Sunday, April 7, 2013

The Willful Princess and the Piebald Prince - Robin Hobb

It's a good year for Robin Hobb fans. This month Blood of Dragons. the final installment in her current series the Rainwild Chronicles, appeared and on top of that The Willful Princess and the Piebald Prince,  a new novella also set in the Realm of the Elderlings, was released by Subterranean Press. I'm currently reading Blood of Dragons but when This beautiful little book arrived I couldn't help myself an read that one first. As usual the people at Subterranean did an great job of making the book look pretty. It's a nice little hardcover with with a cover and two full colour interior illustrations by Jon Foster. This book is almost worth the price just for the looks.

Robin Hobb is mostly comfortably writing the long form. Her novels tend to be very big books. In her debut under this pseudonym in 1995, only six pieces of shorter fiction have appeared. Five of them are tied to the Realm of the Elderlings in which most of her novels are set. I've read three of these pieces, collected in the Robin Hobb/Megan Lindholm collection The Inheritance (2011). Of those I thought only Homecoming, a story that serves as a prequel to the Liveship Traders trilogy, can live up to the standard Hobb sets in her novels. She just seems to be more comfortable with novel length works.

The Willful Princess and the Piebald Prince is a 38,000 word novella, even Hobb's short fiction is long. The story that reaches back to the Farseer trilogy. The legend of the Piebald Prince surfaces several times in those books as an illustration of the prejudice and outright hate people with eh Wit encounter in the Six Duchies. The details of the story are scarce though, and most of it is portrayed as legend rather than history. In this novella, we get an eyewitness account. It is told in the first person and Felicity, the woman who recounts the events, does make it clear that it deviates from official history in a few crucial details. The truth of the matter is for the reader to decide I guess.

Felicity is a servant and wet-nurse in service of the Farseers. She is the playmate of the 'willful' princess Caution and her son the Piebald Prince. The story is told in two parts. She first recounts the story of the princess Caution and her own youth by her side and how the young princess met a certain Chalcedean stable hand possessing the Wit. In the second half of the tale she moves on the Caution's son and the heir to the throne of the Six Duchies. Their lives will bring the Six Duchies to the brink of civil war and change the line of the Farseers forever.

Some reviewers feel this novella is a good entry point into the wider Realm of the Elderlings. I disagree with that. Hobb only touches lightly upon the Wit and the Skill and the significance both kinds of magic have for the Six Duchies. The real significance of what is going on will likely be lost on readers who haven't at least read the Farseer trilogy. The context of that story enriches the novella to the point that is becomes more than a well-written fairytale. Personally I think I would have found it only mildly interesting without having read the rest of the series.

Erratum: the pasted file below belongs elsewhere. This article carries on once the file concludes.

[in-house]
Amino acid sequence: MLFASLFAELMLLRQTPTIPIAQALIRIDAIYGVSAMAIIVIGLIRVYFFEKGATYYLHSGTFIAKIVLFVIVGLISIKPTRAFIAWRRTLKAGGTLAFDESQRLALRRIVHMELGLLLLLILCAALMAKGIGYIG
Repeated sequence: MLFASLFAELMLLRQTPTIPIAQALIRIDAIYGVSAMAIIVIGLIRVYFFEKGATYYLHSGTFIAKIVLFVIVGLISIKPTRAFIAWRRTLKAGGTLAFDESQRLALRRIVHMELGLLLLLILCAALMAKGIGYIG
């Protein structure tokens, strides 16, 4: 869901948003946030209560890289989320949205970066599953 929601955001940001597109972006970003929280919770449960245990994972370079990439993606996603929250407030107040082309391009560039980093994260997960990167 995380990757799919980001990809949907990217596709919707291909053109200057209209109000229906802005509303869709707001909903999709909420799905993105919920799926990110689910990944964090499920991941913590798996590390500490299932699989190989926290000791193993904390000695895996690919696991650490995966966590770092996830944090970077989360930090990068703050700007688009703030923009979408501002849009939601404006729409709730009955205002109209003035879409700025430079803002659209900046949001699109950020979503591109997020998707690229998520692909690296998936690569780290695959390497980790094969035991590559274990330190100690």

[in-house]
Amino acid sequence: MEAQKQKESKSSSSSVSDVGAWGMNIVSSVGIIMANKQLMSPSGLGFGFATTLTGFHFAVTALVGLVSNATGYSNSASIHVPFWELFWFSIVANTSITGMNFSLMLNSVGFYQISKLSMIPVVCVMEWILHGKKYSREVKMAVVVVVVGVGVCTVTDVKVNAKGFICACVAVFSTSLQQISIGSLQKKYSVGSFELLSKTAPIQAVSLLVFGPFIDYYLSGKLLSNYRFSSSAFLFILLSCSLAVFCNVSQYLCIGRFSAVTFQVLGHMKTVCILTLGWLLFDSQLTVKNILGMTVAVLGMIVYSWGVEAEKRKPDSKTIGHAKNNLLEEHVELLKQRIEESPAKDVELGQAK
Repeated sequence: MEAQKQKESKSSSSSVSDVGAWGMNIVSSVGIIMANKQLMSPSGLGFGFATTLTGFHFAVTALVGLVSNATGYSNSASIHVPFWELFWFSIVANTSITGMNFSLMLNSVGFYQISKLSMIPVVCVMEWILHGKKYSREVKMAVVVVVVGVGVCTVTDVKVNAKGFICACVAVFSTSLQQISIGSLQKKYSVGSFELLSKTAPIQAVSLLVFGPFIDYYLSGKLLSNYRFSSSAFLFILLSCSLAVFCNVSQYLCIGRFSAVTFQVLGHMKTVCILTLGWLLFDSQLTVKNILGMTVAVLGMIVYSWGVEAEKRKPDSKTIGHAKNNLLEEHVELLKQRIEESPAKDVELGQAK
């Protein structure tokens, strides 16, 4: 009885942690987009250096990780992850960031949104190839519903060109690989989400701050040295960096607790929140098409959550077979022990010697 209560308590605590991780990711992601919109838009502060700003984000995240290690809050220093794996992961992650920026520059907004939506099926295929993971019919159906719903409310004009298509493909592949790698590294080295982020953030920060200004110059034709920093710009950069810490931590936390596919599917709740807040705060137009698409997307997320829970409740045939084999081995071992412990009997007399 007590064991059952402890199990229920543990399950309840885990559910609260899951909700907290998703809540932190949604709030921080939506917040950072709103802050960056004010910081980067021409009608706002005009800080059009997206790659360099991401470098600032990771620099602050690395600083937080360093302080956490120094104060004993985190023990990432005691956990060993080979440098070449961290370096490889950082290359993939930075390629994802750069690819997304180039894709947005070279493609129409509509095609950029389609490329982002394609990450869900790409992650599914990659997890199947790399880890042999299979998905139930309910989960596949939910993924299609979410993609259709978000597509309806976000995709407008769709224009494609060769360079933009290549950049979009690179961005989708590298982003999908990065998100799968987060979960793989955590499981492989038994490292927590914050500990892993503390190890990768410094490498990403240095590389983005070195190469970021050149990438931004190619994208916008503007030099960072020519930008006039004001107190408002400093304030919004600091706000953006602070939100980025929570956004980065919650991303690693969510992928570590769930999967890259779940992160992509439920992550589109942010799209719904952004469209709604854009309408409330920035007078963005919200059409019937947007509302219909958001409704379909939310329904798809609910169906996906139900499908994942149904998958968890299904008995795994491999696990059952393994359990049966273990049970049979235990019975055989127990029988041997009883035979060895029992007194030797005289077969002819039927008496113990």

The first person point of view Hobb chooses fits that of the rest of the Farseer books. I thought that was a nice detail. The way the story is split in two halves doesn't work nearly as well though. Essentially it is a tragic repetition. Both the Willful Princess and the Piebald Prince manage to wreck their lives under the influence of the Wit and in both cases it is like watching a train wreck. Hobb's novels are often tragedies and her characters are generally no strangers to self destructive behavior. To fit two of them in less than 200 pages is a bit too much in my opinion.

That being said, it is written with skill. I rarely come across an author who masters the first person point of view like Hobb does. Throughout the tale you feel Felicity's fear of being released from service and having to return to her live of poverty that her mother worked so hard to escape. It's the personal challenges amid events of nationwide significance that make the story come to life. It's the reason why I lived the Farseer trilogy so much and why I have devoured every book Hobb has published since. The novella is perhaps a bit too short for this technique to achieve its full effect but in a way Felicity is a more interesting character than either the Princess or her son.

So is The Willful Princess and the Piebald Prince worth the price Subterranean is asking? For a fan of Hobb's work I'd say yes. It is a well crafted tale about a key point in Six Duchies history. It enriches the series as a whole and will keep the experienced Hobb reader turning pages. For a fist time reader I think I'd be better just to pick up a copy of Assassin's Apprentice and start at the beginning. A full novel will be a more rewarding read. That is, if you can find a copy of this book at all. As I understand it Subterranean is almost though the second print of this novella already. Who says this type of work won't sell? I'm glad I got my copy on time, time to head back to the Rainwilds and finish Blood of Dragons now.

Book Details
Title: The Willful Princess and the Piebald Prince
Author: Robin Hobb
Publisher: Subterranean Press
Pages: 184
Year: 2013
Language: English
Format: Hardcover
ISBN: 978-1-59606-544-4
First published: 2013

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